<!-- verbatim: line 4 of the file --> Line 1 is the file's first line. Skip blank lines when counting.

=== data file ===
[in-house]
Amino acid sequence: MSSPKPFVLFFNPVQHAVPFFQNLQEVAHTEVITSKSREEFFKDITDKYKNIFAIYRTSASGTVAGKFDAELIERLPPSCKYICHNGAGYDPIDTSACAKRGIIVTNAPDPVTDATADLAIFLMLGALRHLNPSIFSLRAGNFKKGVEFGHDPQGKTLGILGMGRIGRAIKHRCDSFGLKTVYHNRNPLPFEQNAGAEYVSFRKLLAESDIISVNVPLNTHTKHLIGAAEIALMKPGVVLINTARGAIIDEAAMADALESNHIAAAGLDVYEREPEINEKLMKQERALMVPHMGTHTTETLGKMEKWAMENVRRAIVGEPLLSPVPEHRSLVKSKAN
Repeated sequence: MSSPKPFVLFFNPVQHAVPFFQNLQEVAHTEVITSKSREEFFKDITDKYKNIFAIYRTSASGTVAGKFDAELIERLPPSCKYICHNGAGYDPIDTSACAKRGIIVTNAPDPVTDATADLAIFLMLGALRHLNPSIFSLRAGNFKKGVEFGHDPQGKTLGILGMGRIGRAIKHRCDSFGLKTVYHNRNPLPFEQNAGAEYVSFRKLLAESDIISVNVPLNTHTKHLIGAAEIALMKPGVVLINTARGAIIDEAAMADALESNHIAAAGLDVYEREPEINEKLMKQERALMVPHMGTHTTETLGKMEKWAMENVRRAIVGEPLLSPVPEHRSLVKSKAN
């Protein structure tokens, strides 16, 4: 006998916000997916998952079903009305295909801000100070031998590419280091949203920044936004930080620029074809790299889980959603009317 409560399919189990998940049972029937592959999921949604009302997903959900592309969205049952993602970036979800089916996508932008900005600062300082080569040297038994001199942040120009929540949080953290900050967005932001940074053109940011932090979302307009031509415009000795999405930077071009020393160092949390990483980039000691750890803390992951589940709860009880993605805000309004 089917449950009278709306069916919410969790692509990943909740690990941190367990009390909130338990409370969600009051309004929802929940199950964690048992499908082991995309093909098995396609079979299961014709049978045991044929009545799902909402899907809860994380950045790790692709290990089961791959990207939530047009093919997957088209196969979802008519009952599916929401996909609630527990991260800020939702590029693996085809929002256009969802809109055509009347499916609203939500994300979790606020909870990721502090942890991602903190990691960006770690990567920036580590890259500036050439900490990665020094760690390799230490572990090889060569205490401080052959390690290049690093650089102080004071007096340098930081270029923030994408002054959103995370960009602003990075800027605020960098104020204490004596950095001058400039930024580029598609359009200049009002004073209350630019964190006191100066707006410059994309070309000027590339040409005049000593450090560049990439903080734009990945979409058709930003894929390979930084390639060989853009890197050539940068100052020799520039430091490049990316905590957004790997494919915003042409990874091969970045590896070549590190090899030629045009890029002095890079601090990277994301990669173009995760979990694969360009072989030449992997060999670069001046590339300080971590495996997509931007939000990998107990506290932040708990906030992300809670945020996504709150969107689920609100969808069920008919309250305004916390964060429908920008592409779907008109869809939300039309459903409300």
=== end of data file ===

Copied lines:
């Protein structure tokens, strides 16, 4: 006998916000997916998952079903009305295909801000100070031998590419280091949203920044936004930080620029074809790299889980959603009317 409560399919189990998940049972029937592959999921949604009302997903959900592309969205049952993602970036979800089916996508932008900005600062300082080569040297038994001199942040120009929540949080953290900050967005932001940074053109940011932090979302307009031509415009000795999405930077071009020393160092949390990483980039000691750890803390992951589940709860009880993605805000309004 089917449950009278709306069916919410969790692509990943909740690990941190367990009390909130338990409370969600009051309004929802929940199950964690048992499908082991995309093909098995396609079979299961014709049978045991044929009545799902909402899907809860994380950045790790692709290990089961791959990207939530047009093919997957088209196969979802008519009952599916929401996909609630527990991260800020939702590029693996085809929002256009969802809109055509009347499916609203939500994300979790606020909870990721502090942890991602903190990691960006770690990567920036580590890259500036050439900490990665020094760690390799230490572990090889060569205490401080052959390690290049690093650089102080004071007096340098930081270029923030994408002054959103995370960009602003990075800027605020960098104020204490004596950095001058400039930024580029598609359009200049009002004073209350630019964190006191100066707006410059994309070309000027590339040409005049000593450090560049990439903080734009990945979409058709930003894929390979930084390639060989853009890197050539940068100052020799520039430091490049990316905590957004790997494919915003042409990874091969970045590896070549590190090899030629045009890029002095890079601090990277994301990669173009995760979990694969360009072989030449992997060999670069001046590339300080971590495996997509931007939000990998107990506290932040708990906030992300809670945020996504709150969107689920609100969808069920008919309250305004916390964060429908920008592409779907008109869809939300039309459903409300």